film, Movie Crash Course Review, movies

Black Narcissus (1946)

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I’m still making up my mind about this one.

Black Narcissus is by the same team that brought us Colonel Blimp and A Matter of Life and Death, and is based on a Rumer Godden novel about a small group of nuns sent to try founding a convent in a remote Himalayan village.  I’ll admit that I had some expectations going in; a patronizing view of the local villagers coupled with a fetishization of how exotic they are, a lot of culture clashes, a nun having her black-and-white view of morality questioned.  And lots of Caucasian actors in heavy makeup in some of the “Indian” speaking roles.  I did indeed see some of that….but there’s a bit more.

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Most of the patronizing attitude comes from a local, in fact; the English agent in charge, Mr. Dean (David Farrar), who’s been living in the village for a while and is the welcome-wagon for our convent, helping them settle into the building perched high up a mountain.  Sister Clodagh (Deborah Kerr), the newly-minted Mother Superior for this convent, isn’t impressed with him; he’s scruffy and rude, and likes taking pot-shots at religion and teasing her that they won’t last a year.  He also has a distressing habit of showing up without a shirt on.  But Mr. Dean is low on a long list of problems for Sister Clodagh and the other four nuns; fixing up their digs, a former seraglio perched high atop a mountain, comes first, and Sister Clodagh quickly makes peace with Mr. Dean so he can help them install actual plumbing, pack away some of the more scandalous statues and paintings scattered about, help Sister Philippa (Flora Robson) start a vegetable garden and spread the word of the convent’s medical clinic and girls’ school.  She also needs to keep a close eye on Sister Ruth (Kathleen Byron), a younger nun whose devotion to duty has been wavering in recent months and who seems strangely taken with Mr. Dean. And she has to make nice with “The Young General” (Sabu), the grown son of the local Indian prince who insists on admission to the school.

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And for a while, everything seems to be going okay. The school sees a regular knot of children trooping up the mountain for daily lessons, with another knot of unmarried women joining them for lessons in things like lace making.  The medical clinic deals with the routine set of tummy bugs and cuts and scrapes that they can.  Mr. Dean can be a pain, but otherwise people treat the nuns fairly.  But still in time something seems to make the sisters all start going a little…funny.  Sister Clodagh keeps having intrusive daydreams about the life she left behind to join the religious life. Sister Phillipa dramatically changes the plans for the vegetable garden and turns most of it into a field of flowers.  And Sister Ruth’s interest in Mr. Dean starts looking more and more like obsession – and causes Sister Clodagh to re-examine what she thinks of Mr. Dean herself.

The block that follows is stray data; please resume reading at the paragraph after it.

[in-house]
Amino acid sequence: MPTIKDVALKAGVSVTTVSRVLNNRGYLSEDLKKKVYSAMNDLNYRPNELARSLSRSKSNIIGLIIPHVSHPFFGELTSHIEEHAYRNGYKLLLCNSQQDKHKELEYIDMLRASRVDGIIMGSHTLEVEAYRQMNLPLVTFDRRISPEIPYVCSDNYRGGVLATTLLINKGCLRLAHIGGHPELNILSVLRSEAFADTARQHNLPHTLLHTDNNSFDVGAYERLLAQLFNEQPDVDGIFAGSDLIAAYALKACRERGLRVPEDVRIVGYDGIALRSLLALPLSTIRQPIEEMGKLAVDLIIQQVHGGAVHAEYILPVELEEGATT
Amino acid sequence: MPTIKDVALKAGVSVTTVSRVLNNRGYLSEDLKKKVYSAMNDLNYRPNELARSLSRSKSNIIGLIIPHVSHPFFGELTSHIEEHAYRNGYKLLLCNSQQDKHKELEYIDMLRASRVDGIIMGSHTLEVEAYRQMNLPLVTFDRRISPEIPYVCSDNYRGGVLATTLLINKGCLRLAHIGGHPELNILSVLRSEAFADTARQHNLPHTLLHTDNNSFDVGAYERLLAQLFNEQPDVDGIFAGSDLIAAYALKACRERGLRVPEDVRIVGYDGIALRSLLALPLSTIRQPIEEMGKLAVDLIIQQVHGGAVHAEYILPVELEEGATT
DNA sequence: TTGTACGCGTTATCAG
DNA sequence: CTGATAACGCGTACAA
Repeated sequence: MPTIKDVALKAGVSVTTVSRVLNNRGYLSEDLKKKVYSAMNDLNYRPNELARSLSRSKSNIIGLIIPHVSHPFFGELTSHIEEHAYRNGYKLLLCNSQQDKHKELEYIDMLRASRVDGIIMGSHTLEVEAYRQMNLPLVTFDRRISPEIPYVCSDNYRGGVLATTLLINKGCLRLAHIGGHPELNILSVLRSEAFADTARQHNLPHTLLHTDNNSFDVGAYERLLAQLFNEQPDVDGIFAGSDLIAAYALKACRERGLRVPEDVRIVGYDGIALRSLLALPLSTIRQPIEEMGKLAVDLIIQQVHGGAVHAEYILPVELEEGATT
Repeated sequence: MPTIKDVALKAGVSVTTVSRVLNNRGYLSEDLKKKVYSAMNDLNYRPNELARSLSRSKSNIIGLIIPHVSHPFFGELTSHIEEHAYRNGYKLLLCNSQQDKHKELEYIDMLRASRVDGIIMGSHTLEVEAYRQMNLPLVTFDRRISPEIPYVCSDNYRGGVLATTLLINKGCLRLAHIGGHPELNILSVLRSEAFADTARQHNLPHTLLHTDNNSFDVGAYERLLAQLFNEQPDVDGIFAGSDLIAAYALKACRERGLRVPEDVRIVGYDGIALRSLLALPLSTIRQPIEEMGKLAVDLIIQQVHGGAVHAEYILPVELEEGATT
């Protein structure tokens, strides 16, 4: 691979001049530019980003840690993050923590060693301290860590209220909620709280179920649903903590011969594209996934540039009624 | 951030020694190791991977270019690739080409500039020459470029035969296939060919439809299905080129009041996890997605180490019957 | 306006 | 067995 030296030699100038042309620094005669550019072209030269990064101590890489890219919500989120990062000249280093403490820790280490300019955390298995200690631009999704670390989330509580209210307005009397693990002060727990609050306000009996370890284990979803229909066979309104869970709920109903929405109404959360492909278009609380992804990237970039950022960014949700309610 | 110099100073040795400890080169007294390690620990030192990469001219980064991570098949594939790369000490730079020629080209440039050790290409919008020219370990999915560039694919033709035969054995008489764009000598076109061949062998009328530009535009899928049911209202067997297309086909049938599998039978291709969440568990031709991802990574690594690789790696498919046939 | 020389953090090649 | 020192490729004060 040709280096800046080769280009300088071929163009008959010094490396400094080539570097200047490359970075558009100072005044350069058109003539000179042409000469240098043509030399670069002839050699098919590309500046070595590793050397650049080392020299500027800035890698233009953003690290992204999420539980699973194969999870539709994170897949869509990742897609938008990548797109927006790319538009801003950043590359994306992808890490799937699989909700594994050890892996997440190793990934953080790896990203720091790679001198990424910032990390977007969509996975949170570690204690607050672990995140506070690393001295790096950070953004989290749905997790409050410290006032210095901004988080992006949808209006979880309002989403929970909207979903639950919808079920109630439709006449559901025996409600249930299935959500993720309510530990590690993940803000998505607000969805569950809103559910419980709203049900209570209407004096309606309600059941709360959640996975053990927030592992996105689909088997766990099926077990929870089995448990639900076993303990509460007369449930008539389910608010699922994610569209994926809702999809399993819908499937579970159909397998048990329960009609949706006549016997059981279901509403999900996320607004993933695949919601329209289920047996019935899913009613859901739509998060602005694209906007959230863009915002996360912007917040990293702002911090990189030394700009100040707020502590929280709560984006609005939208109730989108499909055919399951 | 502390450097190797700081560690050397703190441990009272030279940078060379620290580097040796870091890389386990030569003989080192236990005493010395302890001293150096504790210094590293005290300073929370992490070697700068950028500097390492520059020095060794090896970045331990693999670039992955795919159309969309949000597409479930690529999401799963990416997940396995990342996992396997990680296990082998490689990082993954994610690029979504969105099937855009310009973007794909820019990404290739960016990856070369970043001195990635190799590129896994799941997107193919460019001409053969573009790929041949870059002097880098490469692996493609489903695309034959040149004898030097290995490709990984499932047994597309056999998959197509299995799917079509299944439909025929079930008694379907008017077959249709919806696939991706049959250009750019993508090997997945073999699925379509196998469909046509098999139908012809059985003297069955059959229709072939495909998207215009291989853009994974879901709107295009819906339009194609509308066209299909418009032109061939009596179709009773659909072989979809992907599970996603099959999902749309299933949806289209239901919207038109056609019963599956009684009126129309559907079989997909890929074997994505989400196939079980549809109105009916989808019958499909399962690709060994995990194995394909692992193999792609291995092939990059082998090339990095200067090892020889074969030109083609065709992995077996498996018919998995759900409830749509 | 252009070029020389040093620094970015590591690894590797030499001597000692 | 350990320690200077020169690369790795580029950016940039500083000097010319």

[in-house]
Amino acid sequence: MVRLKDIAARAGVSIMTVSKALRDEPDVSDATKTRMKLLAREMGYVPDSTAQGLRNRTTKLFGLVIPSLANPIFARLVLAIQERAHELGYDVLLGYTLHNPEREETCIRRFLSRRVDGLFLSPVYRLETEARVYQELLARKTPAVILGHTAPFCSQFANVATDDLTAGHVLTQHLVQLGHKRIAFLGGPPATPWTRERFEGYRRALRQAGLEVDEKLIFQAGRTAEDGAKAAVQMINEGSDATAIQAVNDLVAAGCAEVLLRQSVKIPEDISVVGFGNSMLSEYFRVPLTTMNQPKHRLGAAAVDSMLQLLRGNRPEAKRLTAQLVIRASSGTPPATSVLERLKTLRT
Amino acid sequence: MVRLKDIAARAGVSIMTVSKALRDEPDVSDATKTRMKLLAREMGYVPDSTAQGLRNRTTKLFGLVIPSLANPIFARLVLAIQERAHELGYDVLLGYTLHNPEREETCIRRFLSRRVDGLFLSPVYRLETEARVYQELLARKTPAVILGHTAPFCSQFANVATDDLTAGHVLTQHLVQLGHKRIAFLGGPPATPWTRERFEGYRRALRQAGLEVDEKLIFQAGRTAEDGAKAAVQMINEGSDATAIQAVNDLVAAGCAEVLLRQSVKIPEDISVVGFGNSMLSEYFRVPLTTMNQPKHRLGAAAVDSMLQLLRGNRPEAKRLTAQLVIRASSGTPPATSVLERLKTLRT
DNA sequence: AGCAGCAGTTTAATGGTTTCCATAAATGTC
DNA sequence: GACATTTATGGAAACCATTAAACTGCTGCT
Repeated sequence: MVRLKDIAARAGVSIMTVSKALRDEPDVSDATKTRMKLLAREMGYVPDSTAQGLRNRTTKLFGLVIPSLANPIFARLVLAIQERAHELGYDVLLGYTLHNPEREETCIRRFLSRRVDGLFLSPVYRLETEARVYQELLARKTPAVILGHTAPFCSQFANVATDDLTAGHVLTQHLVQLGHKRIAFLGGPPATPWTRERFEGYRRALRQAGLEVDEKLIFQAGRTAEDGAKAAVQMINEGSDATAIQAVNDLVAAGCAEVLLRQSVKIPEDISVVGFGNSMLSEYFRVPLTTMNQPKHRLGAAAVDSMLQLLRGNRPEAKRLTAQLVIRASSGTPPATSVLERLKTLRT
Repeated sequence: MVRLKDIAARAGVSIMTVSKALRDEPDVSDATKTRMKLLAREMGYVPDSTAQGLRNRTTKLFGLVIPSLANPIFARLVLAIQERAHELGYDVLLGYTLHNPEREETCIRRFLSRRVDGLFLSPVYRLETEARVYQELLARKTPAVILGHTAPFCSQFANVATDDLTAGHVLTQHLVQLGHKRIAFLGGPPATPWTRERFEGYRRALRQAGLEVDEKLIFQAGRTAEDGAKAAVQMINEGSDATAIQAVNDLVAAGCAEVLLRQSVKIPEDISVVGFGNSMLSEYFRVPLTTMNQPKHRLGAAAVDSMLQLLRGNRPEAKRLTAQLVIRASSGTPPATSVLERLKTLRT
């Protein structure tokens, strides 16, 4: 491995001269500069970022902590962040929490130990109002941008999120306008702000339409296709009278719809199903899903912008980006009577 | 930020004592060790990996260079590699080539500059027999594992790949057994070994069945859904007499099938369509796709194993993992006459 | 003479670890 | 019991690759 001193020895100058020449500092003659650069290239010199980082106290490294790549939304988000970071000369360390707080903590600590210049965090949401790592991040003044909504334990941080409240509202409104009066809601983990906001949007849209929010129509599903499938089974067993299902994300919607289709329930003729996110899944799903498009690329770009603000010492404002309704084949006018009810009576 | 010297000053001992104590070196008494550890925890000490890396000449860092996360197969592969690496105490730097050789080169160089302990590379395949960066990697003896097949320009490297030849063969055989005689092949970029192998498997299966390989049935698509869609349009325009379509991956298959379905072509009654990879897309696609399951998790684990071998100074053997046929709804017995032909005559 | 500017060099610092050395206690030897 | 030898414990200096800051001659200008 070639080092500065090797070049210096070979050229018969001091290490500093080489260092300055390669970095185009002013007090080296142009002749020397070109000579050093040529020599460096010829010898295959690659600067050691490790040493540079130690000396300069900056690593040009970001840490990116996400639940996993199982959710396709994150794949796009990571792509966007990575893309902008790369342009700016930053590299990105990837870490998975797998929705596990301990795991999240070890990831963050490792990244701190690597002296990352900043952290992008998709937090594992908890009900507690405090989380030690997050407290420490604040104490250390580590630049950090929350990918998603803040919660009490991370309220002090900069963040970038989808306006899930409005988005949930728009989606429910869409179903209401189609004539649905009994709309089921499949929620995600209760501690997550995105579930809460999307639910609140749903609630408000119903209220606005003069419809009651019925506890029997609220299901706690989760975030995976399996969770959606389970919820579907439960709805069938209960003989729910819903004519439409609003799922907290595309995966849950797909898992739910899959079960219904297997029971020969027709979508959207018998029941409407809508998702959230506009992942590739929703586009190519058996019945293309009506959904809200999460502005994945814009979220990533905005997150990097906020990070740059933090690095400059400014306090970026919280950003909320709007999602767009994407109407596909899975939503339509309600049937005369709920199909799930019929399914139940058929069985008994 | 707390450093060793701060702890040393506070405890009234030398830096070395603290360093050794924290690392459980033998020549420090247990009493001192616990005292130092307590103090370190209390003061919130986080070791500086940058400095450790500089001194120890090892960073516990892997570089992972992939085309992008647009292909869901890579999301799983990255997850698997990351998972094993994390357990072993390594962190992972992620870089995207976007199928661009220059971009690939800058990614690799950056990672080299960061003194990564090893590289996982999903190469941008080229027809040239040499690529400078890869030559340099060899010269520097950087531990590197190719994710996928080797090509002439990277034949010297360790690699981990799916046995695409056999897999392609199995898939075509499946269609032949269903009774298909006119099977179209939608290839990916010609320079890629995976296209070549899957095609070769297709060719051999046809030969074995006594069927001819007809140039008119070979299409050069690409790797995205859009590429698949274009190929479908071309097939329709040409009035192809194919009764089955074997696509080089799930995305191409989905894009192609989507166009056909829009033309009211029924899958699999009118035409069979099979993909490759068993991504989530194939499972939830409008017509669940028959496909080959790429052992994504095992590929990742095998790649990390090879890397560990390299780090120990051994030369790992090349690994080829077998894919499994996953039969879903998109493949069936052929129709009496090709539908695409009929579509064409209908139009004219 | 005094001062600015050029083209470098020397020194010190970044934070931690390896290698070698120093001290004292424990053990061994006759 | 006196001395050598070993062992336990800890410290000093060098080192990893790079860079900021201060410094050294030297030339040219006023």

There’s a bit of mystic-woo implication that the environment itself is what’s ruffling the sisters’ composures. The convent is high enough up a mountain that a brisk wind blows constantly, whistling through the shutters and howling outside the doors, whipping every nun’s wimple around her dramatically whenever she’s outside.  But at the same time, the grounds surrounding the convent and the valley below are lush and fertile and full of color; azaleas and magnolias abound (and may have been the inspiration for Sister Phillipa’s chucking the potatoes for dahlias and tulips).  I didn’t quite buy that, but certainly appreciated how that influenced the film’s look – there are a lot of shots that play with contrasting the sisters’ drab white habits against the bright saris on their students, or the lush greens of the surrounding jungle.  Even Mr. Dean looks vibrant next to them, and he’s all in earth tones; but they’re deep tan and burnished brown next to the sisters’ chaste whites and creams.

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But color isn’t always a seduction; Sister Ruth ends up flirting with red a lot, like when she secretly gets hold of a dress and some lipstick to sneak out of the convent and try to seduce Mr. Dean.  But red on Ruth is a warning as well as a seduction; in the scene where she’s putting on the lipstick, the camera pans from the firey crimson lipstick sliding over her lips, up to her eyes, which are red-rimmed and have a very, very dangerous gleam.  In a later scene, Ruth’s reds have darkened to an even more dangerous-looking black.

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There are a few instances where the film flashes back to Sister Clodagh’s past, showing the daydreams about her pre-convent life.  I ultimately felt like they bogged things down, particularly since the handful of scenes chart the course of a story which Clodagh tells Mr. Dean towards the end.  Actually seeing bits of her story didn’t really add all that much, especially since it felt like a subplot concerning the Young General and a village girl got short shrift.  But overall – I felt a little unprepared for this film, in ways I’m still thinking about.

2 thoughts on “Black Narcissus (1946)”

  1. It is also a gorgeous looking movie. The scenery is amazing and… did you know it was filmed on a parking lot and not a single scene is from the Himalayas? It is a movie that so works second time.

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    1. I’ve started to think about what I’ll do with this blog when I finally get to the end of the list; perhaps starting a “second chance” list where I revisit films that I think deserve a rewatch is one idea.

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